Then we watched her climb her way out of the darkest of holes. Faith took responsibility and turned herself in for the crimes she committed. No prison could hold a Slayer, but Faith served her sentence through sheer force of will. She was committed to righting her wrongs. In the end, Buffy's greatest rival was standing by her side in the final battle.

Through Faith, Whedon crafted a darker version of Buffy, but he refused to let the pendulum swing only one way. If Faith represented the darker side of Buffy, then she must also retain a light... just like Buffy. It was a poetic commentary on humanity. Seldom can we categorize a human being as only good or only evil. The challenge is to look beyond the simplistic categorizations to the vast kaleidoscope of colors underneath.


When Cordelia left for Angel, Whedon brought in Anya, the vengeance demon, who spent over a thousand years wreaking havoc by granting wishes to women wronged by men. Now human, Anya shared the same affinity for bluntness and zippy one liners Cordelia did. Rather than brutal honesty, Anya's tactlessness came from her lack of experience with people. She was almost childlike in her unfiltered honestly.

When Buffy's mother dies in the fifth season, Anya struggles to understand what death means. Mortality was new to the immortal vengeance demon, and it leads to one of the most poignant moments in the show's history. Anya struggles with her new human feelings, especially her romantic feelings for Xander, despite her abhorrence for men in general.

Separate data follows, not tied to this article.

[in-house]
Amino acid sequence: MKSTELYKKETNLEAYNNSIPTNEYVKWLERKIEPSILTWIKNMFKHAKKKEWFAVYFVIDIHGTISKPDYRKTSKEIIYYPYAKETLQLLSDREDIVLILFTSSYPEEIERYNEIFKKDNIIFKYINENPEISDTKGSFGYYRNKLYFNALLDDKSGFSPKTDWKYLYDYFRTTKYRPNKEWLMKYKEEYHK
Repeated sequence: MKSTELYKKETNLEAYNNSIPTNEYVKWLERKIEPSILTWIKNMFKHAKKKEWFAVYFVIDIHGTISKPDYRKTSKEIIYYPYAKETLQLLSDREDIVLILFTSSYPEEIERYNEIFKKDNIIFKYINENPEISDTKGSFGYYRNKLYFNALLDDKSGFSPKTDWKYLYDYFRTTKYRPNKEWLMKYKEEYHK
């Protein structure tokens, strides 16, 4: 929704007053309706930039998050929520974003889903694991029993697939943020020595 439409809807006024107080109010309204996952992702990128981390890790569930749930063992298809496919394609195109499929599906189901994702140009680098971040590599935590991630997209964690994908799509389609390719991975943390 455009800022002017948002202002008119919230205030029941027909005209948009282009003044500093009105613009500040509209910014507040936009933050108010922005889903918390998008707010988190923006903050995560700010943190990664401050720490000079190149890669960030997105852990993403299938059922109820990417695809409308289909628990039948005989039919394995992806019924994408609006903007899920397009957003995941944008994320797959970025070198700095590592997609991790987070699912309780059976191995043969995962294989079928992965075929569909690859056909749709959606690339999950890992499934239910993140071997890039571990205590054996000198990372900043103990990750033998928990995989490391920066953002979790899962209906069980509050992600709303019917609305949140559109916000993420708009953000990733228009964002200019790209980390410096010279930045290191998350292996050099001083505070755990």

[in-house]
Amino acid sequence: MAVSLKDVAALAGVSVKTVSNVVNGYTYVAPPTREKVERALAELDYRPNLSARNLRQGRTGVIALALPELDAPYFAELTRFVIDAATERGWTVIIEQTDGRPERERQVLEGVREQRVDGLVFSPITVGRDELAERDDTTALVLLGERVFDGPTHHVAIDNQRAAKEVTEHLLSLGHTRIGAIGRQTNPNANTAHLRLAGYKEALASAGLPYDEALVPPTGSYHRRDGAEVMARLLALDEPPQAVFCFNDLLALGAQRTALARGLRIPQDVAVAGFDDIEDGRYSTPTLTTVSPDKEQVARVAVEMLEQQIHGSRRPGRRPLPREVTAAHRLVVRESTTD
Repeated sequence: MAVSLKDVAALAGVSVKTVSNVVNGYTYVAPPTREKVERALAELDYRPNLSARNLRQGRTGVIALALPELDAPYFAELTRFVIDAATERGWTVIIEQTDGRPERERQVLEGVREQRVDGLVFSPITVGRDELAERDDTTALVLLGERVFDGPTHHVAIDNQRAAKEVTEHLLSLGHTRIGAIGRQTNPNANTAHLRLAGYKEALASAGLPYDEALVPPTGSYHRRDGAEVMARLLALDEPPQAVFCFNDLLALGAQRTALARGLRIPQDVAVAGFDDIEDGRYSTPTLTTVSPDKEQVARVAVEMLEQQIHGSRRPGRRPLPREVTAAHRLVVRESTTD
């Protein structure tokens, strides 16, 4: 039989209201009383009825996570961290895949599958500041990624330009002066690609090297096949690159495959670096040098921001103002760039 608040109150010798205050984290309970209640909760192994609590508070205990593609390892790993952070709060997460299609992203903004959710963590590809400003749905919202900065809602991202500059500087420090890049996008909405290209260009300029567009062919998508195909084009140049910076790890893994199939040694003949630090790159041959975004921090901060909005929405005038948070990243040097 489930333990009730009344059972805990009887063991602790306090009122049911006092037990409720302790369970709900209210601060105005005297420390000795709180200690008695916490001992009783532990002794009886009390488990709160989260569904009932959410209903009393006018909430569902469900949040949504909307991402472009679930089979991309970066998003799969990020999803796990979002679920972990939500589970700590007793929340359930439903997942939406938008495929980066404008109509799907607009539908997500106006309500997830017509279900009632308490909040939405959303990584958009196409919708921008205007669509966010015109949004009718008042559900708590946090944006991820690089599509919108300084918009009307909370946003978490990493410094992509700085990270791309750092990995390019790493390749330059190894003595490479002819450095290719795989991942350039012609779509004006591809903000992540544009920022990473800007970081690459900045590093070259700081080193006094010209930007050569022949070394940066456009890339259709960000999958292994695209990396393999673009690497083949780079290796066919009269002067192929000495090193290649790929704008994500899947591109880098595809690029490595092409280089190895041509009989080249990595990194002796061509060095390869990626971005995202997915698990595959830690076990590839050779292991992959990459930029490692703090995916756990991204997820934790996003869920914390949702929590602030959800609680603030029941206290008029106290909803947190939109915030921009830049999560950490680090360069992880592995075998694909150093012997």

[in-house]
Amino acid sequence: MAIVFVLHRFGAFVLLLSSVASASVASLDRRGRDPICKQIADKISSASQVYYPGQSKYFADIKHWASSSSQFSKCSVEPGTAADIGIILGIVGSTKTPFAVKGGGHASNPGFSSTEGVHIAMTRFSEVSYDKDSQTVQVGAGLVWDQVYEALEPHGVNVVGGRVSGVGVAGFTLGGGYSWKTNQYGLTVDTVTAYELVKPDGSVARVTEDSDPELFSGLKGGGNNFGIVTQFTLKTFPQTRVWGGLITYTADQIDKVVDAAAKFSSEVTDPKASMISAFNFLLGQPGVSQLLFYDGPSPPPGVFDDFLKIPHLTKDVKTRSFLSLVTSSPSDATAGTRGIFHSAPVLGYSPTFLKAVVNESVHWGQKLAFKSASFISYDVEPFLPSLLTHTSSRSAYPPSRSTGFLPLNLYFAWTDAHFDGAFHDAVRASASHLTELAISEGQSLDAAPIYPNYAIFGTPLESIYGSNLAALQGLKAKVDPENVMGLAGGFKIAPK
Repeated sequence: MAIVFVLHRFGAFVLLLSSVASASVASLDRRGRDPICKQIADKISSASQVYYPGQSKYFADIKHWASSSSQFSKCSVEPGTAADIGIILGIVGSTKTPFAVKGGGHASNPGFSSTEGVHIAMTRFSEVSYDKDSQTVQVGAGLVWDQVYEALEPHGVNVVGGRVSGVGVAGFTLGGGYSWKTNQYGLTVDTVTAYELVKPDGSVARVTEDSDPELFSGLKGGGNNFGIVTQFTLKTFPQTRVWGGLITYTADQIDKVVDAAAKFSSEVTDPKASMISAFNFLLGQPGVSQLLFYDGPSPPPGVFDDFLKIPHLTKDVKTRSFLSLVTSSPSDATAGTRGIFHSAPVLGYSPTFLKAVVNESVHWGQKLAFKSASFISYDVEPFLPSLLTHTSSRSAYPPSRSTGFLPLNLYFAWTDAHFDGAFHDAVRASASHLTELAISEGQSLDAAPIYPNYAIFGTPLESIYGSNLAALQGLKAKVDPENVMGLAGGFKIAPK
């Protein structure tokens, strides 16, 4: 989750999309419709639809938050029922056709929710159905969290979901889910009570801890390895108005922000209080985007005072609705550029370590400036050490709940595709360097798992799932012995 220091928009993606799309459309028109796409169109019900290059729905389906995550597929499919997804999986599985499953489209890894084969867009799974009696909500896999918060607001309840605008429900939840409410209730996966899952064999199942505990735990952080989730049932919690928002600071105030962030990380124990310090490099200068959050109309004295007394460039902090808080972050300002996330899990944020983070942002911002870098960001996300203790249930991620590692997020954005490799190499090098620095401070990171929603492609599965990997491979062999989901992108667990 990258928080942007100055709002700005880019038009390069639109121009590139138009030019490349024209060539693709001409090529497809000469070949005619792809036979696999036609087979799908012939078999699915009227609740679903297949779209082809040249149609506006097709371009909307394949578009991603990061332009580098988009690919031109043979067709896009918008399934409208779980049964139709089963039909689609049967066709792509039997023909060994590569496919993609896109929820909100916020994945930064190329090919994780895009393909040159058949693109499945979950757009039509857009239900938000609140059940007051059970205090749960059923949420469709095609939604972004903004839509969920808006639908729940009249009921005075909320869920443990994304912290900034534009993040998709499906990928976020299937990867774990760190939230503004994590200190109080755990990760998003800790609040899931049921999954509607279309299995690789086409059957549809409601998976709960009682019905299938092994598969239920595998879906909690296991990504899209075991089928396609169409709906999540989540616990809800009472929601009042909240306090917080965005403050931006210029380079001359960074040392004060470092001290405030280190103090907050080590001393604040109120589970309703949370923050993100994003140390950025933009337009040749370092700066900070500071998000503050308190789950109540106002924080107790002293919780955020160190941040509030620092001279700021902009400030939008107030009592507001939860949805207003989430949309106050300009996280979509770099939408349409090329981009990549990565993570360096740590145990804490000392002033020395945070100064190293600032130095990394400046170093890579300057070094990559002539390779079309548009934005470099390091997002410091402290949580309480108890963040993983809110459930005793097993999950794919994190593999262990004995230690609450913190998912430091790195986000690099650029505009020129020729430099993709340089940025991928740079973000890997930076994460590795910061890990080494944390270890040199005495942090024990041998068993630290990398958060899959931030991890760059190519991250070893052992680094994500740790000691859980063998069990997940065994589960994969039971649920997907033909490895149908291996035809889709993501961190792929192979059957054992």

Anya: You know, you can laugh, but I have witnessed a millennium of treachery and oppression from the males of the species and I have nothing but contempt for the whole libidinous lot of them. 
Xander: Then why you talking to me? 
Anya: I don't have a date for the prom. 
Xander: Well gosh. I wonder why not. It couldn't possibly have anything to do with your sales pitch? 
Anya: Men are evil. Will you go with me?

She became a vengeance demon because her first love cheated on her. Underneath the vengeance, was an intense, almost desperate, need to be loved. Anya's demonic transformation was a manifestation of her pain. She became vengeance because she loved deeply and hurt just as much. It was her way of regaining power, control and a sense of self.

Anya's other great love was money. Whedon created a female character who embraced capitalism. She was an incredibly smart businesswoman and excellent with finances. Giles floundered at running the magic shop until Anya came to the rescue. What's more, her love for money and her natural business sense was never something Anya was ashamed of.

A smart businesswoman with an intense desire to be loved. A woman who loves deeply, but reacts violently when rejected. A woman who wields great power and control, but gives freely of her heart. By juxtaposing these ideas, Whedon refused to accept they were mutually exclusive.